When George Holt, former director of the North Carolina Arts Council’s Folklife Program, joined the staff of the North Carolina Museum of Art in the fall of 1996, he introduced folklife-related programming that has drawn new audiences to the museum. As director of performing arts and film programs, he manages the programming for the museums 3,000 capacity open-air theater and an outdoor film facility. Holt produces a popular summer concert and film series that frequently features traditional music from North Carolina, the southern United States, and beyond.
Occasionally, live music and film screenings have been combined in related events such as performances by North Carolina ballad singer Sheila Kay Adams, the southern-born singer/songwriter Iris DeMent, and presentation of the film Songcatcher, which tells the story of a musicologist who visits western North Carolina at the turn of the twentieth century to study and collect British ballads. One schedule included a concert by The Whites followed by a screening of O Brother, Where Art Thou? Another event that proved popular featured author Charles Frazier reading passages from his novel Cold Mountain interspersed with performances of the kind of music described in the text: old-time banjo and fiddle music, southern ballads, and shape-note singing. The summer series also regularly features concerts by well known Cajun and Celtic bands, blues musicians, and world music artists.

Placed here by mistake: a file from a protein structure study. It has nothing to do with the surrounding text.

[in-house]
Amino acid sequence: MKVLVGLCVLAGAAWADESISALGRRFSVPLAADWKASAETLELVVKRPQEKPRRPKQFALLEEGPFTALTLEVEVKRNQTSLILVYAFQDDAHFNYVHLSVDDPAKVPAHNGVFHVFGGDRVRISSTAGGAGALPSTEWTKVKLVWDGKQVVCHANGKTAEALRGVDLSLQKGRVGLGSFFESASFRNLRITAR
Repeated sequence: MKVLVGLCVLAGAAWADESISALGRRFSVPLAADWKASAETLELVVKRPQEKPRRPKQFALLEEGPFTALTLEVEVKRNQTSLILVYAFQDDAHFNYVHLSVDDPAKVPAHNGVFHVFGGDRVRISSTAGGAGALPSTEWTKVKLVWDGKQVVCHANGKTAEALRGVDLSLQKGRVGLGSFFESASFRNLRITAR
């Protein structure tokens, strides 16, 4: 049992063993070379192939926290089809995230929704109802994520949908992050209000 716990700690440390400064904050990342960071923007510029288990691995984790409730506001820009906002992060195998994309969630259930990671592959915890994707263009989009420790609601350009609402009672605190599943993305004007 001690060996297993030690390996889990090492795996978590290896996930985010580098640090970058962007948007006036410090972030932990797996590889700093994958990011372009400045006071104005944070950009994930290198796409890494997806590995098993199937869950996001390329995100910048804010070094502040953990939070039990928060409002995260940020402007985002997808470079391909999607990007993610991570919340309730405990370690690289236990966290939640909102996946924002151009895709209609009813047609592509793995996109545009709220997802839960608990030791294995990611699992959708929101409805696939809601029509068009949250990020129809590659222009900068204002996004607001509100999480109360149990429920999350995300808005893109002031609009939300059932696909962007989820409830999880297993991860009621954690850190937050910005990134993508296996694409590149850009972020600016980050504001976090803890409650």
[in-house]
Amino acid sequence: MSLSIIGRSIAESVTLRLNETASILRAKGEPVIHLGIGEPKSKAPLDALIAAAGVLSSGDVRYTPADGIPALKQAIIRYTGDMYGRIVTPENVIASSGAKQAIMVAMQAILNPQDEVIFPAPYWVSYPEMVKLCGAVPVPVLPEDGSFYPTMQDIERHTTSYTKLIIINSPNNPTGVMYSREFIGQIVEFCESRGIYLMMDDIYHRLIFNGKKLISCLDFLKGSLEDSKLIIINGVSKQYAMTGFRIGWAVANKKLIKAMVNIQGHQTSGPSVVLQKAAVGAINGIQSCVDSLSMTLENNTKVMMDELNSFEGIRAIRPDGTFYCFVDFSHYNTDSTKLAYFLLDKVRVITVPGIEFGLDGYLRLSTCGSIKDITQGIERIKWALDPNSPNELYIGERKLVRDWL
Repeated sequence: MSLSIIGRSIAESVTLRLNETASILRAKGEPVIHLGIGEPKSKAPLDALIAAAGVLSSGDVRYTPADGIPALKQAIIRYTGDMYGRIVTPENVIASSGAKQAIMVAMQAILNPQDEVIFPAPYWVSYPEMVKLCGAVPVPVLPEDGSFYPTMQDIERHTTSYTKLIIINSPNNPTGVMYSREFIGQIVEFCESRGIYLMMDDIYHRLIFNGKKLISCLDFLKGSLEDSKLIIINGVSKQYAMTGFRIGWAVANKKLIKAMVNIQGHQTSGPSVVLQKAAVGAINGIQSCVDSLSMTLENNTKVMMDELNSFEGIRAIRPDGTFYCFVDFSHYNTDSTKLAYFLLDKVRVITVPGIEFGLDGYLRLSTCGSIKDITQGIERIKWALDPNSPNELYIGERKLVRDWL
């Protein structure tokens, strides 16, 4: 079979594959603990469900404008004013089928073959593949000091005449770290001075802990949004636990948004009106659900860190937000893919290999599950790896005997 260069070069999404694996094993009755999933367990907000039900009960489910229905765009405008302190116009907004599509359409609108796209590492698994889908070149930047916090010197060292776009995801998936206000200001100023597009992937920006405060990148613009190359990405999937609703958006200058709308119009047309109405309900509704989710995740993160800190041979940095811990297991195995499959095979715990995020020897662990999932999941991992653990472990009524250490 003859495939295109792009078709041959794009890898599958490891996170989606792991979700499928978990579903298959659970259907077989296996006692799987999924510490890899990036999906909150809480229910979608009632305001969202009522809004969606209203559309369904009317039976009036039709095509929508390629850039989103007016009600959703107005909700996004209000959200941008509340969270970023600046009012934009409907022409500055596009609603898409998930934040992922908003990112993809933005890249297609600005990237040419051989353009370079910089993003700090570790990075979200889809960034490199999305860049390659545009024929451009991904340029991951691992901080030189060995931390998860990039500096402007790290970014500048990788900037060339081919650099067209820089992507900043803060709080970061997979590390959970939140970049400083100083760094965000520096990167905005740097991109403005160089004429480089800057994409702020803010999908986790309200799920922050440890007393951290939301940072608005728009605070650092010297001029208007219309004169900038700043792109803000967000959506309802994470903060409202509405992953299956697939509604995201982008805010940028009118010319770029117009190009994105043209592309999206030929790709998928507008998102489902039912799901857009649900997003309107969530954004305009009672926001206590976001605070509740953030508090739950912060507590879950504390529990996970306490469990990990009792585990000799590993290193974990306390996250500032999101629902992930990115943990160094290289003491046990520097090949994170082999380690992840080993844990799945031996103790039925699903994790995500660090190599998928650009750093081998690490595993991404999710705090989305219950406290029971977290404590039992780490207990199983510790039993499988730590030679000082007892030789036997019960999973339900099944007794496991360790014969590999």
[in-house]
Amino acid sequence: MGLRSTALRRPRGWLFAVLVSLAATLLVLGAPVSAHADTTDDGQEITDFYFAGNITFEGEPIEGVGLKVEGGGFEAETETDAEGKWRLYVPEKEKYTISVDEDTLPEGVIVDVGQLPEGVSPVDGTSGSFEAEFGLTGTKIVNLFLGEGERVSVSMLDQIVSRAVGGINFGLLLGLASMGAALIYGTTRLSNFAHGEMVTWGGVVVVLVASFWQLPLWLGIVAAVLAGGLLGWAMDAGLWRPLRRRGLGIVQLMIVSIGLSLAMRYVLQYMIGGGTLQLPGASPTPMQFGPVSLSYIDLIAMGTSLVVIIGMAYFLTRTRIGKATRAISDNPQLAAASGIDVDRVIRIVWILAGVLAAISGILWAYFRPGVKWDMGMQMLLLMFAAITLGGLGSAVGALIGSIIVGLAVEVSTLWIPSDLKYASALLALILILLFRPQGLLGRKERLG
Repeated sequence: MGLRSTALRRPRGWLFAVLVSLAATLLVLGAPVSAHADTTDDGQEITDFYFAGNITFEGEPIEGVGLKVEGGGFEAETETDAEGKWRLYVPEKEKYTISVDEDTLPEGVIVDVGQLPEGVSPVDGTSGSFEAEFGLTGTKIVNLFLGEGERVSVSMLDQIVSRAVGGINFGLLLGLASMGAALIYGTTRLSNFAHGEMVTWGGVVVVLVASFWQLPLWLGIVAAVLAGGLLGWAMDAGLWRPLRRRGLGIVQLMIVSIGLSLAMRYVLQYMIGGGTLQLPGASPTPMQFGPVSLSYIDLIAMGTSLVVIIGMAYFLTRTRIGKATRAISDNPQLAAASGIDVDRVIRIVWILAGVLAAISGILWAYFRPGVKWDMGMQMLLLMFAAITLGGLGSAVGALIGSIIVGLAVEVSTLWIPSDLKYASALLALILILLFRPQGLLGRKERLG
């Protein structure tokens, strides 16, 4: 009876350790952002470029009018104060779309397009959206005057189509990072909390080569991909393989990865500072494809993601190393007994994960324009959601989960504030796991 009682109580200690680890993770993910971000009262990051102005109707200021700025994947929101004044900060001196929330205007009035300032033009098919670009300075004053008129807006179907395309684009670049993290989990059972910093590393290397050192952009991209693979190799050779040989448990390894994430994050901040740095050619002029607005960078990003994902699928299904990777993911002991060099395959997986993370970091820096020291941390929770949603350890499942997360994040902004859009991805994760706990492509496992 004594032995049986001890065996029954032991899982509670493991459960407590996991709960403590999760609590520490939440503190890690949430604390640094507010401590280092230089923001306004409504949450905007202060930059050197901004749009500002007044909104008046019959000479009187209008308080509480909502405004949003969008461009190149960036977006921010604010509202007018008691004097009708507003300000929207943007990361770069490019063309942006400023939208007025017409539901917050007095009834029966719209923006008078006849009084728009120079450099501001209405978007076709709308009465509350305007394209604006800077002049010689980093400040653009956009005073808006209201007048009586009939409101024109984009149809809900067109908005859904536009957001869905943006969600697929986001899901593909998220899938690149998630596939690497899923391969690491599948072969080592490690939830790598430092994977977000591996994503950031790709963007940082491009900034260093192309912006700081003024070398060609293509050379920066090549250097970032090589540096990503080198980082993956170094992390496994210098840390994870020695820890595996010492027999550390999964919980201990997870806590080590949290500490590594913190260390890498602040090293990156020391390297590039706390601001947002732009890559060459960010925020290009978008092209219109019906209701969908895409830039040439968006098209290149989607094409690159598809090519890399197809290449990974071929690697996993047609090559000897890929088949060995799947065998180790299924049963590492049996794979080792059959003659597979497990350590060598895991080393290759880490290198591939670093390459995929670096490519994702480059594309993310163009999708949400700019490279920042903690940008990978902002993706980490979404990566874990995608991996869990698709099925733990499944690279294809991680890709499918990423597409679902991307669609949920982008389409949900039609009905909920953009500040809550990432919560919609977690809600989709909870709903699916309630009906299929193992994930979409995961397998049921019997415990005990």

From time to time, Holt organizes special projects in direct support of the museum’s special exhibitions. In collaboration with the Smithsonian Folklife Festival, for example, he brought a group of distinguished Turkish artists to North Carolina after their festival appearance. The museum, then, was able to host a group of Turkish musicians, ceramicists, and a calligrapher in a program of events that enriched an exhibition of Ottoman art. To complement photographer Bill Bamberger’s show “Closing,” which documented the demise of the White Furniture Factory in Mebane, North Carolina, Holt presented a program of music from the piedmont, featuring African American fiddler Joe Thompson and Mike Seeger.
He has also been instrumental in creating special exhibitions or the museum. “The Potters Eye” exhibit, which opened in 2005, was years in the making. It raises the visibility of traditional 19th-century and contemporary North Carolina pottery by placing it alongside examples from some of the world’s great ceramic traditions.